You Aren’t Reading Enough Classical Literature

You Aren’t Reading Enough Classical Literature

Benefits of reading the greats
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Lately, I’ve interacted with multiple individuals who have told me the same, unsettling truth.

“I never really read classical literature.”

At first, I thought my initial shock was only because I can devour books whole and have read obsessively since I was three or four years old (a Mom-verified fact). Not everyone had the same, nerdy homeschool-setting exposure to the sheer volume of classical literature that I did, after all.

But then I came to realize that not only did these individuals never read classical literature in their early years, but that this trend continued throughout their time in high school and college. The avoidance of these works was a choice. If it wasn’t required for class, these people found no reason to read the classics. The most Shakespeare any of them have read is Romeo and Juliet, and at the mere mention of the play, they all cringe.

As a writer, this was awful enough. Upon thinking it over, however, I realized my reaction didn’t come from my writer side at all. When my tongue blurted out the first thing that came to mind, “What do you mean, you’ve never read that?” it drew from my most basic appreciation for literature and nothing else.

It took me a while to figure out why this bothered me so much. Sure, not everyone loves to read. Some people are even bad at reading, and will tell you straight-up that they find it grueling. I can understand it in the same manner that I find mathematics grueling. Everyone is different.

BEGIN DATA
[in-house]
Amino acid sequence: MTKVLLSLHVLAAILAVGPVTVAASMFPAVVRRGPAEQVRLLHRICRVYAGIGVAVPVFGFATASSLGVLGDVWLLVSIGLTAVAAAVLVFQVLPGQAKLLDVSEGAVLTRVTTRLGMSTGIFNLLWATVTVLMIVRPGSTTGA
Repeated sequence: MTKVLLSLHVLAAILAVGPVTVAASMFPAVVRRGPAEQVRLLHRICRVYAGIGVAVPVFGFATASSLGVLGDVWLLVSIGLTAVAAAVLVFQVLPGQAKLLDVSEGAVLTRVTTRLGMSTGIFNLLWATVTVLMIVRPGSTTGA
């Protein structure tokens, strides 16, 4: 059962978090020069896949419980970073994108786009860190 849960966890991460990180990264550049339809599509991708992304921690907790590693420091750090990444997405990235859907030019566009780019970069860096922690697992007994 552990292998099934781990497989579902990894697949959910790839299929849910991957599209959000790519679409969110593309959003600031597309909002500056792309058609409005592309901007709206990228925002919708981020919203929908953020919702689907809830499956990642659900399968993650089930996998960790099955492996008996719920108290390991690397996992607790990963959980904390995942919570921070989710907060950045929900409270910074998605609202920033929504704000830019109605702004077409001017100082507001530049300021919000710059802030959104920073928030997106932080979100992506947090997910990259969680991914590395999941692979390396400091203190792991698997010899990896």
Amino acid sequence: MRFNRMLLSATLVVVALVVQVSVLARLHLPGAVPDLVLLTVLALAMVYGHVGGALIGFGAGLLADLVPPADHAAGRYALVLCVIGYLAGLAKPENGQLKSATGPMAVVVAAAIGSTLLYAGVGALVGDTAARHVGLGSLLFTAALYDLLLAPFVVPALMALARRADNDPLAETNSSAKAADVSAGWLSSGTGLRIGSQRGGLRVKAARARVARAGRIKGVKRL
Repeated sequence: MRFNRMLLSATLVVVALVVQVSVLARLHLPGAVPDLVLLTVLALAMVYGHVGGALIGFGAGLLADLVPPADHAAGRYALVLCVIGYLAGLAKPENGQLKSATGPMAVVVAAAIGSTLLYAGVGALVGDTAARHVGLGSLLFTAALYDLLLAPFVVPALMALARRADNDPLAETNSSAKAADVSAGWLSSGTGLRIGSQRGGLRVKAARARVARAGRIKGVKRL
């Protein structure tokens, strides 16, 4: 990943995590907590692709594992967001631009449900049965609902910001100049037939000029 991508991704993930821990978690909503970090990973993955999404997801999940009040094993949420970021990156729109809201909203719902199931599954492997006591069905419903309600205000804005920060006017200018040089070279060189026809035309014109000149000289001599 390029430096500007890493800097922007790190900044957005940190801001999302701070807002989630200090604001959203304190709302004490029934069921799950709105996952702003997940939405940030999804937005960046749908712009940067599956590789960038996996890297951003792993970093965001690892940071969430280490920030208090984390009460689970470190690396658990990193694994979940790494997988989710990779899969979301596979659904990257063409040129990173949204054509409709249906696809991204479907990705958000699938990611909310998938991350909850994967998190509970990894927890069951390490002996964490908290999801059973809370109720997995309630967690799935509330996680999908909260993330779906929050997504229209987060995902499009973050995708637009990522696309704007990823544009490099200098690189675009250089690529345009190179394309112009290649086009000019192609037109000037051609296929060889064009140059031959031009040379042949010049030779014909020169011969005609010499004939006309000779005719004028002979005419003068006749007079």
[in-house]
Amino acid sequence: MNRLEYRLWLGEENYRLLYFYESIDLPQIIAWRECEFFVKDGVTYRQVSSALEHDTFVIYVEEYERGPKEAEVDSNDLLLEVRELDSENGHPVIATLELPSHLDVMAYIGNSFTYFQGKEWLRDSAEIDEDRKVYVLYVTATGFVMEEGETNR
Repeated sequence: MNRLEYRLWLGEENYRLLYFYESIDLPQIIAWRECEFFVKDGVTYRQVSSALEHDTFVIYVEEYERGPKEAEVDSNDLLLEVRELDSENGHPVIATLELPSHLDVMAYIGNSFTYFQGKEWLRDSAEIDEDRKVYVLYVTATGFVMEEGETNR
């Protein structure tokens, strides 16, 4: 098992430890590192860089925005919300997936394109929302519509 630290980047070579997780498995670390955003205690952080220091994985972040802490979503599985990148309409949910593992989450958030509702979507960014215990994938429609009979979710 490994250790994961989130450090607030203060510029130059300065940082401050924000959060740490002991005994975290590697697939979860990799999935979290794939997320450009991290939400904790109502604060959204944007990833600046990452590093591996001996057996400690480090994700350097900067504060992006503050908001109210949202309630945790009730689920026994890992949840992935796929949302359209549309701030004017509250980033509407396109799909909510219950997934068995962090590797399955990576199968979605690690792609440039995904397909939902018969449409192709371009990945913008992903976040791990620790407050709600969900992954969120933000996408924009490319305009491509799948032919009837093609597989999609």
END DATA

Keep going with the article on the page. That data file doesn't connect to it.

But here’s the thing: even though I’m terrible at math, I took courses up through pre-calculus. My education in math, torturous as it was, taught me the basics of arithmetic and numbers required for a person to function in normal society. I can reduce fractions for recipes and calculate time/travel equations well enough not to be late. For my role in society, this is all I need.

Now another thing: people rarely hold mathematics and literature in the same regard. One does not require the knowledge that Victor Frankenstein and the Creature, toward the end of "Frankenstein", both deliver monologues which unveil the depths of their character development. Right? It doesn’t affect normal life in any way.

Except it does.

Literature is a unique medium which communicates the intricacies of human nature in a way no other thing can. Words hold incredible power, and the written word even more so. Books epitomize human creativity because not only do they capture the message of the writer, but they also harness the imaginative capabilities of the reader.